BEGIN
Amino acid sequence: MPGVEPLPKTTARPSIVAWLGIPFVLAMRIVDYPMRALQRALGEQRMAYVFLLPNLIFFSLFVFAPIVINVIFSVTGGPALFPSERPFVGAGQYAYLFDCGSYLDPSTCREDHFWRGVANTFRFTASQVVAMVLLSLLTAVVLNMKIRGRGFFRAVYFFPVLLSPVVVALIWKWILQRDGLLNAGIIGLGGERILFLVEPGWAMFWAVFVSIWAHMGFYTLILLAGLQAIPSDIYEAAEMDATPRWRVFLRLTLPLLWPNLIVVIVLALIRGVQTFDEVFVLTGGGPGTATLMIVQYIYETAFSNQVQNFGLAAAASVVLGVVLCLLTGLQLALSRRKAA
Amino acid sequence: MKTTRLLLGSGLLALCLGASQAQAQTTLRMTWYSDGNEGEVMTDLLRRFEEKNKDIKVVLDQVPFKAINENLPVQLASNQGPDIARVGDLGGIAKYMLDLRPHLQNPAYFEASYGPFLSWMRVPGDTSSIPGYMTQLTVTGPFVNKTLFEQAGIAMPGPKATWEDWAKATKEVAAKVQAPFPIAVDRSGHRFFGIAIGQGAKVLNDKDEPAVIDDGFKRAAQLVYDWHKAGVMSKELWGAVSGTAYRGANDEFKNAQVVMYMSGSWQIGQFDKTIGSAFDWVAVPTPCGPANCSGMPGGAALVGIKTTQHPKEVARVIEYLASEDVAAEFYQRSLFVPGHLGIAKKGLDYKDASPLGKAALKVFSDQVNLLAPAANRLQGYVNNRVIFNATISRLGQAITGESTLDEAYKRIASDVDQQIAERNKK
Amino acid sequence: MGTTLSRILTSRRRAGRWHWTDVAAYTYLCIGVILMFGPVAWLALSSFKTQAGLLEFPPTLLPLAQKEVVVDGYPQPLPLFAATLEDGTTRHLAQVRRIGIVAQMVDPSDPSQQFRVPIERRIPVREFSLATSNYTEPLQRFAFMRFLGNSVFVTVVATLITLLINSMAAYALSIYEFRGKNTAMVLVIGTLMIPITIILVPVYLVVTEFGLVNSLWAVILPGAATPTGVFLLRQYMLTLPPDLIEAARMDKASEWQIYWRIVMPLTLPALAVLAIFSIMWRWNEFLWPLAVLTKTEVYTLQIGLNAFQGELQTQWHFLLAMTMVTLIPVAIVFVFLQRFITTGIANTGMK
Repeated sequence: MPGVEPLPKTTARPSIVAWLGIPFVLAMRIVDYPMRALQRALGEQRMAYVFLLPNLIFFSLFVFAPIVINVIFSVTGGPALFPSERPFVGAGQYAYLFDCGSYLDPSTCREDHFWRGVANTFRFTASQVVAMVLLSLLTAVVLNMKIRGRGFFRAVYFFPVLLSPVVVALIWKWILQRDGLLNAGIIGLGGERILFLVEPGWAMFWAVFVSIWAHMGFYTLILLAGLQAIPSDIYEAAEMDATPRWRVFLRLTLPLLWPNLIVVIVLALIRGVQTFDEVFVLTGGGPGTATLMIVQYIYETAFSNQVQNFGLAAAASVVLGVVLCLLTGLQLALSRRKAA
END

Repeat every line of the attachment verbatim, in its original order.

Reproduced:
Amino acid sequence: MPGVEPLPKTTARPSIVAWLGIPFVLAMRIVDYPMRALQRALGEQRMAYVFLLPNLIFFSLFVFAPIVINVIFSVTGGPALFPSERPFVGAGQYAYLFDCGSYLDPSTCREDHFWRGVANTFRFTASQVVAMVLLSLLTAVVLNMKIRGRGFFRAVYFFPVLLSPVVVALIWKWILQRDGLLNAGIIGLGGERILFLVEPGWAMFWAVFVSIWAHMGFYTLILLAGLQAIPSDIYEAAEMDATPRWRVFLRLTLPLLWPNLIVVIVLALIRGVQTFDEVFVLTGGGPGTATLMIVQYIYETAFSNQVQNFGLAAAASVVLGVVLCLLTGLQLALSRRKAA
Amino acid sequence: MKTTRLLLGSGLLALCLGASQAQAQTTLRMTWYSDGNEGEVMTDLLRRFEEKNKDIKVVLDQVPFKAINENLPVQLASNQGPDIARVGDLGGIAKYMLDLRPHLQNPAYFEASYGPFLSWMRVPGDTSSIPGYMTQLTVTGPFVNKTLFEQAGIAMPGPKATWEDWAKATKEVAAKVQAPFPIAVDRSGHRFFGIAIGQGAKVLNDKDEPAVIDDGFKRAAQLVYDWHKAGVMSKELWGAVSGTAYRGANDEFKNAQVVMYMSGSWQIGQFDKTIGSAFDWVAVPTPCGPANCSGMPGGAALVGIKTTQHPKEVARVIEYLASEDVAAEFYQRSLFVPGHLGIAKKGLDYKDASPLGKAALKVFSDQVNLLAPAANRLQGYVNNRVIFNATISRLGQAITGESTLDEAYKRIASDVDQQIAERNKK
Amino acid sequence: MGTTLSRILTSRRRAGRWHWTDVAAYTYLCIGVILMFGPVAWLALSSFKTQAGLLEFPPTLLPLAQKEVVVDGYPQPLPLFAATLEDGTTRHLAQVRRIGIVAQMVDPSDPSQQFRVPIERRIPVREFSLATSNYTEPLQRFAFMRFLGNSVFVTVVATLITLLINSMAAYALSIYEFRGKNTAMVLVIGTLMIPITIILVPVYLVVTEFGLVNSLWAVILPGAATPTGVFLLRQYMLTLPPDLIEAARMDKASEWQIYWRIVMPLTLPALAVLAIFSIMWRWNEFLWPLAVLTKTEVYTLQIGLNAFQGELQTQWHFLLAMTMVTLIPVAIVFVFLQRFITTGIANTGMK
Repeated sequence: MPGVEPLPKTTARPSIVAWLGIPFVLAMRIVDYPMRALQRALGEQRMAYVFLLPNLIFFSLFVFAPIVINVIFSVTGGPALFPSERPFVGAGQYAYLFDCGSYLDPSTCREDHFWRGVANTFRFTASQVVAMVLLSLLTAVVLNMKIRGRGFFRAVYFFPVLLSPVVVALIWKWILQRDGLLNAGIIGLGGERILFLVEPGWAMFWAVFVSIWAHMGFYTLILLAGLQAIPSDIYEAAEMDATPRWRVFLRLTLPLLWPNLIVVIVLALIRGVQTFDEVFVLTGGGPGTATLMIVQYIYETAFSNQVQNFGLAAAASVVLGVVLCLLTGLQLALSRRKAA